Personally, I don’t participate in debates about a recipe’s origin. In fact, these debates remind me of kindergarten fights that go like “it’s mine! No, it’s mine, mine, mine…”. So meaningless and boring! It’s totally useless to declare the authenticity of a dish especially in a geographic area like Greece that has been the crossroad of so many civilizations for centuries. How delightful that some of them have left their culinary trace in my country’s national cuisine! So many amazing recipes to show to you and more tasteful food on our table, people!
The Greek custard pie is traditionally (but not exclusively) consumed the last day of the carnival. The following day the Great Lent begins, meaning 40 days of fasting (no meat, backboned fish and animal products) until Easter. Nevertheless, we love this dessert so much that we serve it all year long and it’s the moment everyone anticipates. GALAKTOBOUREKO IS COMING!
Boil sugar, water, cinnamon and one squeezed lemon without its juice. That’s it. Squeeze lightly a lemon, keep its juice for other use and put the leftover lemon cups in the water-sugar mixture to boil. Squeezed lemon. Crazy, I know. It’s a brilliant tip because the squeezed lemon is going to give a higher amount of limonene meaning even more lemony flavor from the usual lemon zest. Perfect.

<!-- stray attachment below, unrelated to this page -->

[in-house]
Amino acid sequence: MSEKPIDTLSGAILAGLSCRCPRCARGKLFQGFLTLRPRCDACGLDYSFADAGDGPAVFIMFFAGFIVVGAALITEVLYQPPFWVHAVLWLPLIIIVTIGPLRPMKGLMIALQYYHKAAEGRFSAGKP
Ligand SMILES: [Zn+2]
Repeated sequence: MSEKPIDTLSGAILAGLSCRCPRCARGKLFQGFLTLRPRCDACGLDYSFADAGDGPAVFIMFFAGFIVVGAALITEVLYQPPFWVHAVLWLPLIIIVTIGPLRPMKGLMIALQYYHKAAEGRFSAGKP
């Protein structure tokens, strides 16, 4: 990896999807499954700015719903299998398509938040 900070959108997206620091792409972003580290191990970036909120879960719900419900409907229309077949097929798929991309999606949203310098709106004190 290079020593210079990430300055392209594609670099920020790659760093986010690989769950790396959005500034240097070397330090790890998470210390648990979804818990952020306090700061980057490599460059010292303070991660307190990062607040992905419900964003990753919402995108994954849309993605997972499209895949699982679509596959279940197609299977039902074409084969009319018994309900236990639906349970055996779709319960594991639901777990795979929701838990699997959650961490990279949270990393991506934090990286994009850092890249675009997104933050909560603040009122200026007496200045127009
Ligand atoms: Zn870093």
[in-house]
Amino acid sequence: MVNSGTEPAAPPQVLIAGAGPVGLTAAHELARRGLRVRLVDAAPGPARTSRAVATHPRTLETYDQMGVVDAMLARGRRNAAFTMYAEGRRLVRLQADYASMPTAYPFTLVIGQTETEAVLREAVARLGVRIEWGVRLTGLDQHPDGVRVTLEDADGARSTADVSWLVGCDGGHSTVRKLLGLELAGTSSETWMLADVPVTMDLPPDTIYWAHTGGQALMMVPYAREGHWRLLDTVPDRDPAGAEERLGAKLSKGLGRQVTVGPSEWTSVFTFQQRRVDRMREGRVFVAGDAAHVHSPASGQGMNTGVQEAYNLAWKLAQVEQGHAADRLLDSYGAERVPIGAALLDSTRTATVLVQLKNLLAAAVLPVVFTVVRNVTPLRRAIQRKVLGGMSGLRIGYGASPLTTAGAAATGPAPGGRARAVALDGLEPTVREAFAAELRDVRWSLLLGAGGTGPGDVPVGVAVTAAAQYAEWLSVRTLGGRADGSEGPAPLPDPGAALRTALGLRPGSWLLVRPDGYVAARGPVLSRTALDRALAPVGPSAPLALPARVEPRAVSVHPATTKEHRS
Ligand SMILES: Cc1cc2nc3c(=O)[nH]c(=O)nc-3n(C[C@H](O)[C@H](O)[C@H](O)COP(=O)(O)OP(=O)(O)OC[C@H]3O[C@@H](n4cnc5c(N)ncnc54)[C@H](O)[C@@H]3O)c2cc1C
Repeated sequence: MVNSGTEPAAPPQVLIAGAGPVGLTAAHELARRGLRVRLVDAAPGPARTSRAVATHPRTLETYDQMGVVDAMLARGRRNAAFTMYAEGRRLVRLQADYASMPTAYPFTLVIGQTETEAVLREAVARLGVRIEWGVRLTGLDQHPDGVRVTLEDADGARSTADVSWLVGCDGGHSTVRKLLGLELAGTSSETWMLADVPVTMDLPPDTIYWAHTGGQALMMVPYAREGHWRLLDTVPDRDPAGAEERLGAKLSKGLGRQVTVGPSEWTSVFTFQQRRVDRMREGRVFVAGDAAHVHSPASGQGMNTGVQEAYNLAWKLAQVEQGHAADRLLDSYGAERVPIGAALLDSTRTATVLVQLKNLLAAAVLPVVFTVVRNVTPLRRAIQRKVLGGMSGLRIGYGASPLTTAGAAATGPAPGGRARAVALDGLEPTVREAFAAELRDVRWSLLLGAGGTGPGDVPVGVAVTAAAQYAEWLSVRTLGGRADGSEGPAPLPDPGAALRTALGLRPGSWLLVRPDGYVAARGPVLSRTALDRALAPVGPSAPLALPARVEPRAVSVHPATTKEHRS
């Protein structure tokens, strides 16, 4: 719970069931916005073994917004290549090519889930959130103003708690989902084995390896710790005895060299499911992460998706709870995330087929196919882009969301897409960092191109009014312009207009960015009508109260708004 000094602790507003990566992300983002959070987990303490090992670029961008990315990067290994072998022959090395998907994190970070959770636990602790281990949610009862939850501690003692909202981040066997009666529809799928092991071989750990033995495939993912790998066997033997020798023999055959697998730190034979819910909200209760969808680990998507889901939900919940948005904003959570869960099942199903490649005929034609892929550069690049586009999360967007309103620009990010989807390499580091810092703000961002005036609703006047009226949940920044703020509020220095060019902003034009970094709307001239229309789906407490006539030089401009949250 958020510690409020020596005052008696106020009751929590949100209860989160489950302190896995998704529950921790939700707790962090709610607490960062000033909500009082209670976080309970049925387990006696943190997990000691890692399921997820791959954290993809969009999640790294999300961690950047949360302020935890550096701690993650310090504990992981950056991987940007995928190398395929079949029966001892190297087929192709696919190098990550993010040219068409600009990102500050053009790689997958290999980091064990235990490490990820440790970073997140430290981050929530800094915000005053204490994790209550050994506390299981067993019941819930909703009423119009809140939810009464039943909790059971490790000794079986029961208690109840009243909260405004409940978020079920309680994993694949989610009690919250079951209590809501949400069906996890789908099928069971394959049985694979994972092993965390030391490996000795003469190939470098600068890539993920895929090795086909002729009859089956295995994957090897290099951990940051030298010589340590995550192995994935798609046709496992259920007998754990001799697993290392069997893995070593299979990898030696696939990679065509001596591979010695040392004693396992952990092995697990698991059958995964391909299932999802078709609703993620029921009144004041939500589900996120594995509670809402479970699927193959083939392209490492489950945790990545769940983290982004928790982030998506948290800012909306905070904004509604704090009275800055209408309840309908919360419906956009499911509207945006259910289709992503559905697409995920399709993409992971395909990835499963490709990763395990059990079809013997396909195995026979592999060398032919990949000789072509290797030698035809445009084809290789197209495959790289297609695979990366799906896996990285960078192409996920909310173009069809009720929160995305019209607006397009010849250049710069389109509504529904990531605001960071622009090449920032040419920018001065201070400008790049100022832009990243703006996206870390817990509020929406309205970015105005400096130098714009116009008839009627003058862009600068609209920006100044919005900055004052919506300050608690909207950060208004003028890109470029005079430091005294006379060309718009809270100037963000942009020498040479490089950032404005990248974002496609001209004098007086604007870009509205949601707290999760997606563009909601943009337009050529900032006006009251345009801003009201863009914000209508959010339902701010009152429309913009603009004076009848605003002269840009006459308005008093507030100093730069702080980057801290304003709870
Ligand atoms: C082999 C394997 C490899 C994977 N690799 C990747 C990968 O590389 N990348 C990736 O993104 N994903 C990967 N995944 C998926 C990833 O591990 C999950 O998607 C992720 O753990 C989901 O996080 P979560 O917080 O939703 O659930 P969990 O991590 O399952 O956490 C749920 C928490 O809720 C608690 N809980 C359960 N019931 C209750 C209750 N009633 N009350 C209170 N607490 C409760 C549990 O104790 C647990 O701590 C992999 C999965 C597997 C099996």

The biggest tip when making the syrup is that once the mixture boils, DON’T STIR. Like at all. Don’t even shake it. Otherwise, it is going to form crystals and you really need a runny, smooth syrup to bathe the custard. Ok?
THE SEMOLINA CUSTARD
This custard is not only delicious but this divine smell of cream, lemon and cinnamon will take over your house and your neighborhood. Love it every single time. The kids are going crazy waiting with their tablespoons to taste it and lick the pot clean. Nailed it every single time because to tell you the truth, it is an almost failure-free custard.
Have you noticed the word “almost”? Because if you don’t follow my instructions you may end up with scrambled eggs on a semolina-sugar mixture. Yes. It’s the eggs. You have to be slightly careful about them in this recipe. Nothing too tricky but still it is important to know. Additionally, you should not overboil the milk-semolina mixture because the custard will be thick like cement and you will be put the blame on the poor blogger. Not fair!